While GCSE results have soared, the number of children leaving with no qualifications has not budged in the past decade. According to Mr O'Regan, this shows there will always be a small number of pupils who remain unmoved by government initiatives.

"This doesn't mean you stop trying, but there are always some `unreachables', however hard you work," he said.

"The good news is school leadership has never been better, with heads young and enthusiastic. But inclusion has put children with special needs in mainstream schools, and it doesn't always work."

But Mr O'Regan says teachers can play a part. He thinks a small number just don't have the correct people skills to be able to control a classroom, and more should be done to screen before the start of training courses.

With obstacles such as personality and background to cope with, improving behaviour will be a hard task for teachers. It remains to be seen if the Government will keep up this pressure for change, or if it will be distracted by forthcoming political events.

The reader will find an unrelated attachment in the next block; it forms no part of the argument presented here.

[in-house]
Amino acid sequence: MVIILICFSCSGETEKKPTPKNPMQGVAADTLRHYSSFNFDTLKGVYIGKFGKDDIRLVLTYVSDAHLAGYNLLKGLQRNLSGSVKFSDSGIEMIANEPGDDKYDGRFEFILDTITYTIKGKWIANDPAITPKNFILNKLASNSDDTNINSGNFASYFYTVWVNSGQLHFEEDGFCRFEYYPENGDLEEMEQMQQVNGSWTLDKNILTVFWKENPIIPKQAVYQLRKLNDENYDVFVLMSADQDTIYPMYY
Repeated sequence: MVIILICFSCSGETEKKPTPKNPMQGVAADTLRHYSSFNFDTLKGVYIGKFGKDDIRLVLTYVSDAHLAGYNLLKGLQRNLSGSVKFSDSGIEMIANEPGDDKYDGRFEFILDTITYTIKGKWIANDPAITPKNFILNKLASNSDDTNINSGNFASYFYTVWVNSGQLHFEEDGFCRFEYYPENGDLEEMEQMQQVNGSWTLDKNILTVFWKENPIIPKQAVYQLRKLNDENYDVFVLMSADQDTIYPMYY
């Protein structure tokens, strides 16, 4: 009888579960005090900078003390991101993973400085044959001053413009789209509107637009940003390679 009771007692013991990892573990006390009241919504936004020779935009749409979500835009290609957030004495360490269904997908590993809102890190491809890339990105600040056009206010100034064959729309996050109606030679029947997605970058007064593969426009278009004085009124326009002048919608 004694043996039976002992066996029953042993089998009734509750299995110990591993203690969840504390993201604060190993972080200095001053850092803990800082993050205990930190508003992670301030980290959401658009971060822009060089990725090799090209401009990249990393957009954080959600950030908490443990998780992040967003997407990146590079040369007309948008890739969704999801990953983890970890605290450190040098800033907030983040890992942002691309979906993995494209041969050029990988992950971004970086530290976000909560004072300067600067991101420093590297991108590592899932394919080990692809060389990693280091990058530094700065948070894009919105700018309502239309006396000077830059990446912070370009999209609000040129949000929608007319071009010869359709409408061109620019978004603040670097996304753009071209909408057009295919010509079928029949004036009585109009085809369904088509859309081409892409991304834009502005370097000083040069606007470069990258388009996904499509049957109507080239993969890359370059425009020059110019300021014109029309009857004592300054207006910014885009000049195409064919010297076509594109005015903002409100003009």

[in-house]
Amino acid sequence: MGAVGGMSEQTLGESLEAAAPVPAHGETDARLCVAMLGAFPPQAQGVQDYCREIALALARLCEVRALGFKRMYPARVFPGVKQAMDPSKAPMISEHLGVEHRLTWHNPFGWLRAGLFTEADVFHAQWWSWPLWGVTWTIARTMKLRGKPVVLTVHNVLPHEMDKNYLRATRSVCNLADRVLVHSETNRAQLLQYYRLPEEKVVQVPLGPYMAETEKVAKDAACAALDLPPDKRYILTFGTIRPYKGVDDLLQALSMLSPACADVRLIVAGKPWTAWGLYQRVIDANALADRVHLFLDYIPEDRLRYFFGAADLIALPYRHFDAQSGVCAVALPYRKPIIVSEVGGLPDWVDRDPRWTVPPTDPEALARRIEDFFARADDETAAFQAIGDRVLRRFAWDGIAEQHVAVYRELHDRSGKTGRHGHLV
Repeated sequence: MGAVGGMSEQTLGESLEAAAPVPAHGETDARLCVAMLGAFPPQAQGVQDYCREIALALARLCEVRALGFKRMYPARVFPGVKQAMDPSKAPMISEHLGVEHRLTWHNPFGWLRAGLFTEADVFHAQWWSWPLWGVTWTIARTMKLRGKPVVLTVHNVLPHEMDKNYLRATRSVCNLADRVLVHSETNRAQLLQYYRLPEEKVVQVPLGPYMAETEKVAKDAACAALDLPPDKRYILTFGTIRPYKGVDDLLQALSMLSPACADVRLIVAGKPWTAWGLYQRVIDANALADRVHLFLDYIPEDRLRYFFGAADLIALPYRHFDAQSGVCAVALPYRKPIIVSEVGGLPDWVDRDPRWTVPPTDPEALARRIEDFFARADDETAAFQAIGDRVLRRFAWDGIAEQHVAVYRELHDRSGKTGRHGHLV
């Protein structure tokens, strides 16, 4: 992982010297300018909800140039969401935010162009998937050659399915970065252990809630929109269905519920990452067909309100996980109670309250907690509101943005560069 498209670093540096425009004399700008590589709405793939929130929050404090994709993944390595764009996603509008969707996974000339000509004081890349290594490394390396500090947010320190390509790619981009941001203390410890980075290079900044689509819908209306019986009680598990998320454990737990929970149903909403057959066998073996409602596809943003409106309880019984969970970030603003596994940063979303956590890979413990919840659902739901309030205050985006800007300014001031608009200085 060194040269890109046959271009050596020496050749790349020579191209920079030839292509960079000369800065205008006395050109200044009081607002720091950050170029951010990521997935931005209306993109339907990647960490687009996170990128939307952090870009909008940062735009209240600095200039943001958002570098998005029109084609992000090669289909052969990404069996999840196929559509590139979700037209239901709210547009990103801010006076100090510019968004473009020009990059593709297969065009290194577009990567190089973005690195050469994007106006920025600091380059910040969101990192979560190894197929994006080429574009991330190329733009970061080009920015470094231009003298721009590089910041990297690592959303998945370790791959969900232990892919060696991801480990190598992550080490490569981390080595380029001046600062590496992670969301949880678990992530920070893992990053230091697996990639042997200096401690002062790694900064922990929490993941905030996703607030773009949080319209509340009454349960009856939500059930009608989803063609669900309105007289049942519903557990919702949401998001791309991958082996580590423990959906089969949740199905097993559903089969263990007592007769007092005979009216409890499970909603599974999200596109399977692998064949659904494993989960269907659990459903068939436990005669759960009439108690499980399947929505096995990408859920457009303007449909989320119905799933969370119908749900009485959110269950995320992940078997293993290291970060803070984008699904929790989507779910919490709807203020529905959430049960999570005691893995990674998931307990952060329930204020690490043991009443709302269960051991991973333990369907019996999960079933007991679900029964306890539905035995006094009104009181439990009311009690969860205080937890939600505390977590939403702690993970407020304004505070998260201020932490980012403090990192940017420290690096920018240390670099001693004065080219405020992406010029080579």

What exactly is `good' in the eyes of Ofsted?

  • Ensure children and parents are clear about the limits of acceptable behaviour. Spot potential bad behaviour early and intervene quickly. Involve parents fully and give help with underlying barriers to learning.
  • Know the full extent of legal powers and use them wisely. Have a strong relationship with local police and work with them to ensure children behave well outside school as well, including on public transport.
  • Never tolerate classroom disruption and take swift action with children who misbehave to get them back on track, using a range of graduated approaches.